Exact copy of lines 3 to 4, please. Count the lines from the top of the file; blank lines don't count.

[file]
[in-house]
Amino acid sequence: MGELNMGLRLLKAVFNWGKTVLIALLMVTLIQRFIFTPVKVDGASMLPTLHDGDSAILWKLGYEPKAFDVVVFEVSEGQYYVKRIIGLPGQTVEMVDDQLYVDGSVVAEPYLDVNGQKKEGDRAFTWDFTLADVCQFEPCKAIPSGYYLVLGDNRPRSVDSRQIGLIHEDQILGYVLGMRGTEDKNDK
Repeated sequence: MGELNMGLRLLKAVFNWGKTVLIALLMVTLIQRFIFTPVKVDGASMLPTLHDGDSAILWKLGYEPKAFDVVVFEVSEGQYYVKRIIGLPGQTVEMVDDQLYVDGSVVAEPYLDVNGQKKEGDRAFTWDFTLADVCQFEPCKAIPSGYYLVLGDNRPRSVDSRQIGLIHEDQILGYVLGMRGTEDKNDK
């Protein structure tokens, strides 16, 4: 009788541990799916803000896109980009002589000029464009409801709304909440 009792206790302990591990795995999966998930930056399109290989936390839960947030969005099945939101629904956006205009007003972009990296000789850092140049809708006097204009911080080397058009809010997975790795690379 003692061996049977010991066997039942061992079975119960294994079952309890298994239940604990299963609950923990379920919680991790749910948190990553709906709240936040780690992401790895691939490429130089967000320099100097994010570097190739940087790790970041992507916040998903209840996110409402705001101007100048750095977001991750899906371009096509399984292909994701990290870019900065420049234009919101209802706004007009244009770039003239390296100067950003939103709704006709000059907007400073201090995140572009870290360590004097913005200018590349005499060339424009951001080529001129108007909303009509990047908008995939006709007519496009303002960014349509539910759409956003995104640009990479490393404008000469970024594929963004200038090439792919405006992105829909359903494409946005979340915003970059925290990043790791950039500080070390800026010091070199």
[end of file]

Repeated sequence: MGELNMGLRLLKAVFNWGKTVLIALLMVTLIQRFIFTPVKVDGASMLPTLHDGDSAILWKLGYEPKAFDVVVFEVSEGQYYVKRIIGLPGQTVEMVDDQLYVDGSVVAEPYLDVNGQKKEGDRAFTWDFTLADVCQFEPCKAIPSGYYLVLGDNRPRSVDSRQIGLIHEDQILGYVLGMRGTEDKNDK
């Protein structure tokens, strides 16, 4: 009788541990799916803000896109980009002589000029464009409801709304909440 009792206790302990591990795995999966998930930056399109290989936390839960947030969005099945939101629904956006205009007003972009990296000789850092140049809708006097204009911080080397058009809010997975790795690379 003692061996049977010991066997039942061992079975119960294994079952309890298994239940604990299963609950923990379920919680991790749910948190990553709906709240936040780690992401790895691939490429130089967000320099100097994010570097190739940087790790970041992507916040998903209840996110409402705001101007100048750095977001991750899906371009096509399984292909994701990290870019900065420049234009919101209802706004007009244009770039003239390296100067950003939103709704006709000059907007400073201090995140572009870290360590004097913005200018590349005499060339424009951001080529001129108007909303009509990047908008995939006709007519496009303002960014349509539910759409956003995104640009990479490393404008000469970024594929963004200038090439792919405006992105829909359903494409946005979340915003970059925290990043790791950039500080070390800026010091070199």